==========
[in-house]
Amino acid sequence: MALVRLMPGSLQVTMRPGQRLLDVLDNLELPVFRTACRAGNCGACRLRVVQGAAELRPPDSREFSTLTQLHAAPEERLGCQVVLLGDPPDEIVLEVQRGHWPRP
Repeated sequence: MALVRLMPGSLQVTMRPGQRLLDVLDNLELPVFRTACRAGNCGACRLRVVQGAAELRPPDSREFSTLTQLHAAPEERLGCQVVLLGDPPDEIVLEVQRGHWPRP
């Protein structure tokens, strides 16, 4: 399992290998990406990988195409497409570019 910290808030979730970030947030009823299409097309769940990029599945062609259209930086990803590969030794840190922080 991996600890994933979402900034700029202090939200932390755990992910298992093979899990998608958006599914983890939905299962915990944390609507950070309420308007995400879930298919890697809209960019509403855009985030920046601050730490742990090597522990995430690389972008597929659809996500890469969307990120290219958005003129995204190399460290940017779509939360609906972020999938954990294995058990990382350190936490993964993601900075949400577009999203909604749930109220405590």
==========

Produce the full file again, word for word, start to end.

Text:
[in-house]
Amino acid sequence: MALVRLMPGSLQVTMRPGQRLLDVLDNLELPVFRTACRAGNCGACRLRVVQGAAELRPPDSREFSTLTQLHAAPEERLGCQVVLLGDPPDEIVLEVQRGHWPRP
Repeated sequence: MALVRLMPGSLQVTMRPGQRLLDVLDNLELPVFRTACRAGNCGACRLRVVQGAAELRPPDSREFSTLTQLHAAPEERLGCQVVLLGDPPDEIVLEVQRGHWPRP
């Protein structure tokens, strides 16, 4: 399992290998990406990988195409497409570019 910290808030979730970030947030009823299409097309769940990029599945062609259209930086990803590969030794840190922080 991996600890994933979402900034700029202090939200932390755990992910298992093979899990998608958006599914983890939905299962915990944390609507950070309420308007995400879930298919890697809209960019509403855009985030920046601050730490742990090597522990995430690389972008597929659809996500890469969307990120290219958005003129995204190399460290940017779509939360609906972020999938954990294995058990990382350190936490993964993601900075949400577009999203909604749930109220405590």